Listeners of the St. Louis talk radio show “Tomorrow’s News Today” were treated Wednesday to live audio of Roger Stone being served with a lawsuit.
Stone was just laying out why he thought that former President Donald Trump should run again in 2024 when he interrupted his own train of thought to announce what was waiting for him at his front door.
“Hold on a second, I have a process server at my front door about to serve me in the latest lawsuit. I’m going to take this live on your radio show,” Stone told the show’s hosts.
Stone thanked the server as he accepted the lawsuit, but said, “It’s still a fraud, doesn’t matter” when the server clarified what court the lawsuit had been filed in.
“Alright, I’ve just been served in the January 6 lawsuit. Live right here on your radio show,” he told his hosts. “This is a big, big stack of papers which is good, because we’re out of toilet paper today.”
“Like I said, this is lawfare. It’s harassment,” he added.
The clip was posted on Twitter and on the Gateway Pundit, a far-right website run by Jim Hoft, whose twin brother Joe Hoft co-hosts “Tomorrow’s News Today.”
In an email Thursday, Stone told CNN he was not surprised to be served, as the “baseless, groundless and unsubstantiated lawsuit had received wide publicity.”
“It was an excellent opportunity to make it clear that this is lawfare the filing of frivilous [sic] sensationalized but evidence-less accusations For the purposes of generating negative publicity and costing the targets huge legal fees,” he said.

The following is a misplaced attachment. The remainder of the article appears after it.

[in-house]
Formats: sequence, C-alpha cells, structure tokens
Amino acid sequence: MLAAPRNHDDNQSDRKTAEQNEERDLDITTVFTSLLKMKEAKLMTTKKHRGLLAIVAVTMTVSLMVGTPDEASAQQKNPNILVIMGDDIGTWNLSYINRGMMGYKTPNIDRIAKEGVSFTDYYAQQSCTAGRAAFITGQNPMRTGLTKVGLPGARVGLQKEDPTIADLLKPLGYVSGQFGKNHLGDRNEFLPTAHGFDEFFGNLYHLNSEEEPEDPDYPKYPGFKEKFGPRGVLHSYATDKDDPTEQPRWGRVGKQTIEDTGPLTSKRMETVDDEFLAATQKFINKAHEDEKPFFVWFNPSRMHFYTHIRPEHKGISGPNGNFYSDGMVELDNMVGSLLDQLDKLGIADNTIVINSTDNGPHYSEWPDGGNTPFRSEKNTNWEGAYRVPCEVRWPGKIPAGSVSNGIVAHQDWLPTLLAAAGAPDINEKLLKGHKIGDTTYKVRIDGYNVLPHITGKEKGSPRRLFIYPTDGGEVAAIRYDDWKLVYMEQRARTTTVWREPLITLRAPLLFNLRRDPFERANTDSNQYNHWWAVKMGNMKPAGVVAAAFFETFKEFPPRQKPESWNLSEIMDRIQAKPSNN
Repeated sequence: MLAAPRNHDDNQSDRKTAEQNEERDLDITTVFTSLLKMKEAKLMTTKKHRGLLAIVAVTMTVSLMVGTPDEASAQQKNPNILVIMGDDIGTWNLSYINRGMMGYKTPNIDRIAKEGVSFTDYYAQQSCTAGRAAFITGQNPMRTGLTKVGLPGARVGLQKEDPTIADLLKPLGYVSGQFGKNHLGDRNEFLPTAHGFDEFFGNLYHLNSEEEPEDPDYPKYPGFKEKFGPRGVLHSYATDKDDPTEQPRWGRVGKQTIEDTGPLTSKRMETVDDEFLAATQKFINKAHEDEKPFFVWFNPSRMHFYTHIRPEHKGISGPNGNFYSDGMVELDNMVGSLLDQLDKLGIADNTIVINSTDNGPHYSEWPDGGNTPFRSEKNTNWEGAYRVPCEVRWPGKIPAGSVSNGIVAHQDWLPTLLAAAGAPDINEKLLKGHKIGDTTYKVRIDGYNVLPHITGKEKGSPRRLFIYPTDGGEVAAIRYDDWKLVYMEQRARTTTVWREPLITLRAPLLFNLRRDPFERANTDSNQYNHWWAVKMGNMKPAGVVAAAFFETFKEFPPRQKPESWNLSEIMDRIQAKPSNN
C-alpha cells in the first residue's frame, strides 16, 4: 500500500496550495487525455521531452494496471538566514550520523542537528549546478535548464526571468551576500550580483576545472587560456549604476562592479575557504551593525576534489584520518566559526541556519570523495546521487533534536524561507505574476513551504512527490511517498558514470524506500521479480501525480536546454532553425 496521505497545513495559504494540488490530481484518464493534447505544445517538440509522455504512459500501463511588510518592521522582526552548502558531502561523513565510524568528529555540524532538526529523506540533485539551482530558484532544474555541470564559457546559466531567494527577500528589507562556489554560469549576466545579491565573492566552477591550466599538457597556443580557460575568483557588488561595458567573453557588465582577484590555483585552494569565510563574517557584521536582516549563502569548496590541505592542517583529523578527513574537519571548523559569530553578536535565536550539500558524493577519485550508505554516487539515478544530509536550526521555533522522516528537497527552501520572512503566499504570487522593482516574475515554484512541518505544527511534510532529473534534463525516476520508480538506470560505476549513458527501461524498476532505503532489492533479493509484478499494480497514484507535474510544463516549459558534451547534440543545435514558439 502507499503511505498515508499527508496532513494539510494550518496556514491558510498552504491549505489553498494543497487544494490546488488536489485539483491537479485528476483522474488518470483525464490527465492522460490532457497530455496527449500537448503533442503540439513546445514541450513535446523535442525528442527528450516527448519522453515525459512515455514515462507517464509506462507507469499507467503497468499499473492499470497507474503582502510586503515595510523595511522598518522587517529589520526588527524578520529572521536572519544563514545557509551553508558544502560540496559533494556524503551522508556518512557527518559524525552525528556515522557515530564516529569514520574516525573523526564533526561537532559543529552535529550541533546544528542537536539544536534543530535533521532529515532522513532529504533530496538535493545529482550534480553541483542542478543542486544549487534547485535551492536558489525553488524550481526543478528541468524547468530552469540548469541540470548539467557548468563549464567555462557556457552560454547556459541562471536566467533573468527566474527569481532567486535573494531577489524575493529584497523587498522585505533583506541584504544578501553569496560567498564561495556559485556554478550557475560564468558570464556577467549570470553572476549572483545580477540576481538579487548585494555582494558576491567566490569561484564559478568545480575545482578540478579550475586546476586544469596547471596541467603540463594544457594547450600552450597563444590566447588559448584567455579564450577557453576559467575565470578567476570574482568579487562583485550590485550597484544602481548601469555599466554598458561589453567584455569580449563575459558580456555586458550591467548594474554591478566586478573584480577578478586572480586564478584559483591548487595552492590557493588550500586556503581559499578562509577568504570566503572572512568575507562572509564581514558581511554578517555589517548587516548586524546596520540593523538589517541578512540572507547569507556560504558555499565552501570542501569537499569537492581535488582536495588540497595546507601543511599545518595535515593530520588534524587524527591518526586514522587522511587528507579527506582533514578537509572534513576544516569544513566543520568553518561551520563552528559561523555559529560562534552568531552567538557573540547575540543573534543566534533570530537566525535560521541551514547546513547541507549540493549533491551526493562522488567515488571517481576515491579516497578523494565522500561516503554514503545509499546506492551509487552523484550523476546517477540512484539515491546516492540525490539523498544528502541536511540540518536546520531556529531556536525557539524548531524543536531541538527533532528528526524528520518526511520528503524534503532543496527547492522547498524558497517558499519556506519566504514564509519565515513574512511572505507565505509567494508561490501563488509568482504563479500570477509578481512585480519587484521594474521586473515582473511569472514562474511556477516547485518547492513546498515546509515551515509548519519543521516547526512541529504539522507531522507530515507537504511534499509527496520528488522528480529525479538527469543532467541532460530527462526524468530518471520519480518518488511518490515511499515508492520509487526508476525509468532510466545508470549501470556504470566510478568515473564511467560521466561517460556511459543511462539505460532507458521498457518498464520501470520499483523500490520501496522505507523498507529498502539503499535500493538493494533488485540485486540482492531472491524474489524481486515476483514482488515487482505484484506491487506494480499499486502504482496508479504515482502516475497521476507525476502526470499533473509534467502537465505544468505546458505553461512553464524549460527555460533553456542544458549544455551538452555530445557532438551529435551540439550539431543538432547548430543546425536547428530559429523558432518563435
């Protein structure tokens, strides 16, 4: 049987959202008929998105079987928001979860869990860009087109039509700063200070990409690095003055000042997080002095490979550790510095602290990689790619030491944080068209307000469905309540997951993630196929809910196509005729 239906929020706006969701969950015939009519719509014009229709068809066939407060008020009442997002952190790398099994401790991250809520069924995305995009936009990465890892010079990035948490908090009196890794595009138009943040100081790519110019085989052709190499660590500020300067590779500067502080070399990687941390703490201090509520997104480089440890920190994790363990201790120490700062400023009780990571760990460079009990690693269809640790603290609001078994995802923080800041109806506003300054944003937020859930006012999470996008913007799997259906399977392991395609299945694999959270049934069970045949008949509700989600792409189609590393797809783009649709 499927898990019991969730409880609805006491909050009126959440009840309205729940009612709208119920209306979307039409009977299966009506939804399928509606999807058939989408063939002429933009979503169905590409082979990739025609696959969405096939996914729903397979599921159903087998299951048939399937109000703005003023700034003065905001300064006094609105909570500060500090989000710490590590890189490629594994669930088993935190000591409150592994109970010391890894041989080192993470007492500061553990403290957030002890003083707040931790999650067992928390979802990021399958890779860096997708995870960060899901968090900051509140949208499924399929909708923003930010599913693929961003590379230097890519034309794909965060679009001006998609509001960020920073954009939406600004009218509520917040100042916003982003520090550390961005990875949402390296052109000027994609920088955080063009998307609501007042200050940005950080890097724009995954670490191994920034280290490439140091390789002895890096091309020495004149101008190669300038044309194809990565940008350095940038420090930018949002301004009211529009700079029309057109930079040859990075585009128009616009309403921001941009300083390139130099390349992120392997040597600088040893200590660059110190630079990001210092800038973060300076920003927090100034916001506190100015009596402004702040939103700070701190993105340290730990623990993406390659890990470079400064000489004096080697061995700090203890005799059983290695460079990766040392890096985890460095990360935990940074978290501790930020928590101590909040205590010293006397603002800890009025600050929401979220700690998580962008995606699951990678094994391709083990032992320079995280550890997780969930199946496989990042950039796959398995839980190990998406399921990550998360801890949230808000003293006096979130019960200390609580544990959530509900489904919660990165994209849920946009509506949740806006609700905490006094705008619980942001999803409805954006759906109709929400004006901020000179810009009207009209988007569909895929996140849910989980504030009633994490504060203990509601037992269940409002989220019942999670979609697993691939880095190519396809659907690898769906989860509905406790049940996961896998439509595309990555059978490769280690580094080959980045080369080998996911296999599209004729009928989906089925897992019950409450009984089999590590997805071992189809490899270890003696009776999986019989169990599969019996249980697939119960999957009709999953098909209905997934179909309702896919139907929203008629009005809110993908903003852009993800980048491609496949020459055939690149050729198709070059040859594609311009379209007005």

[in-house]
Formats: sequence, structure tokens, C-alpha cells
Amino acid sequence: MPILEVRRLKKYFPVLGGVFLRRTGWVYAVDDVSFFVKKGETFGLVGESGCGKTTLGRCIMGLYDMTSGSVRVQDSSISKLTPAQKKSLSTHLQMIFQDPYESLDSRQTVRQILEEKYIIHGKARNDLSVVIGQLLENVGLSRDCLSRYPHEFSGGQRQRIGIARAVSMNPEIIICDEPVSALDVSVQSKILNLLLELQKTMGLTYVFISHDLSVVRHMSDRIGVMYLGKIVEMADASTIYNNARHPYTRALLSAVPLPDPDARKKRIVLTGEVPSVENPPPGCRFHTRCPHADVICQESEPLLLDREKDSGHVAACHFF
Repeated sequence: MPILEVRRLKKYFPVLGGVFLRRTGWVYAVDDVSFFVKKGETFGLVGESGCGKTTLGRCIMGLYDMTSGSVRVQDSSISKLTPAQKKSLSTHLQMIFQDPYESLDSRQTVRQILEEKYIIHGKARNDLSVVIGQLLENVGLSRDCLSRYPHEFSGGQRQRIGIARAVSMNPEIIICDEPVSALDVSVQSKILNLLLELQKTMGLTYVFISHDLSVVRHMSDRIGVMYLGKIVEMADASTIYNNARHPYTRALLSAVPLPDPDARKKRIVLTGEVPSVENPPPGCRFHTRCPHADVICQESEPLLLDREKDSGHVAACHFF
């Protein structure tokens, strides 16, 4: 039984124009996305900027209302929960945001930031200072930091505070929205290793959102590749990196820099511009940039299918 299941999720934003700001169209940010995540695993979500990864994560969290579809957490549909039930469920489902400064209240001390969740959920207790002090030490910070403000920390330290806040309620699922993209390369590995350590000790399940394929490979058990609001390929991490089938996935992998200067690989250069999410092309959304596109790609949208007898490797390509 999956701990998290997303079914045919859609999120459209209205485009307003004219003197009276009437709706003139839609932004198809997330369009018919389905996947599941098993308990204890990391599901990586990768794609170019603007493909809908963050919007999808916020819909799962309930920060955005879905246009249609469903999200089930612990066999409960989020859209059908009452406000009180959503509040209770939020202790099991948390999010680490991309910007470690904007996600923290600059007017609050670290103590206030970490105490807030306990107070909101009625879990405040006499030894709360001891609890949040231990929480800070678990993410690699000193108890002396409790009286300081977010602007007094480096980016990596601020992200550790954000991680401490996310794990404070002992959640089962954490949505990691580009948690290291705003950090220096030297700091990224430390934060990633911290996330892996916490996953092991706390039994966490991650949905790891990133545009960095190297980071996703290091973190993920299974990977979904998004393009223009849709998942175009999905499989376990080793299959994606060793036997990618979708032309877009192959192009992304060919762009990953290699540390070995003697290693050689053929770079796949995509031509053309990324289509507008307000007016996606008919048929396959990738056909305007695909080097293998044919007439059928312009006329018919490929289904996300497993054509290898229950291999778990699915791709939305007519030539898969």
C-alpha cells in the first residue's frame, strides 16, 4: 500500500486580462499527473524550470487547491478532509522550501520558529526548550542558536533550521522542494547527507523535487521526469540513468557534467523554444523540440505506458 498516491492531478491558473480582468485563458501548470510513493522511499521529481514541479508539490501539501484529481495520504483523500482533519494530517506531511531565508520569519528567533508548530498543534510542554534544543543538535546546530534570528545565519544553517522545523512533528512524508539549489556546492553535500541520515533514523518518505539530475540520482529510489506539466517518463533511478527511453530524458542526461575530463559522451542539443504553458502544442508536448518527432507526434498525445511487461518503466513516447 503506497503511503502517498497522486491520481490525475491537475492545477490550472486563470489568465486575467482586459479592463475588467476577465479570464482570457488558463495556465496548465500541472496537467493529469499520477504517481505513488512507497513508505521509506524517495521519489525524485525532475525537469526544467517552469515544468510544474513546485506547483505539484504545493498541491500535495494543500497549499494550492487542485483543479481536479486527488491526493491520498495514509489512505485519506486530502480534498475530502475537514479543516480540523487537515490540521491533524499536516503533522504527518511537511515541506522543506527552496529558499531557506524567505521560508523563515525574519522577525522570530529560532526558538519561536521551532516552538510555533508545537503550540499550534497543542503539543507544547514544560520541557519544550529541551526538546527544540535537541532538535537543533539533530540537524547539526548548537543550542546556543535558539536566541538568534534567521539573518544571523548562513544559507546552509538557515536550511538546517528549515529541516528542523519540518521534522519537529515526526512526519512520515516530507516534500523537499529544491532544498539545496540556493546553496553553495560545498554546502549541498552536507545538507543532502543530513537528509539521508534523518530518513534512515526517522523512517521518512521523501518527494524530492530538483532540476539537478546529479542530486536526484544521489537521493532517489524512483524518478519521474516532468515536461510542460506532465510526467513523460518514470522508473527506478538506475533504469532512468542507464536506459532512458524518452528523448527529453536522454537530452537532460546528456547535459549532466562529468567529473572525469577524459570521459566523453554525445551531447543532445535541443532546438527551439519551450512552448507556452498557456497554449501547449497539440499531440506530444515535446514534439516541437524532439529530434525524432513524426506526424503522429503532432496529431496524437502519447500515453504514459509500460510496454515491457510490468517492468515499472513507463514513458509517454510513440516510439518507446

The lawsuit was brought last month by several Capitol Police officers against Stone, Trump, the Trump campaign, alleged organizers of the Stop the Steal rallies and members of extremist groups that were said to be present in Washington for the insurrection. The lawsuit points to Stone’s promotion of multiple Stop the Steal rallies, culminating in the January 6 protest that turned into a violent ransacking of the Capitol, and alleges that Stone “incited or urged others to engage in a riot.”
In his email to CNN, Stone said that he “most certainly never urged anyone to hurt anyone else at any time or any place including on January 6.” He said his remarks at a Jan. 5 Stop the Steal rally – one of the events cited by the lawsuit – “do not incite or advocate violence lawlessness or insurrection…and fall well within my first amendment free-speech rights.”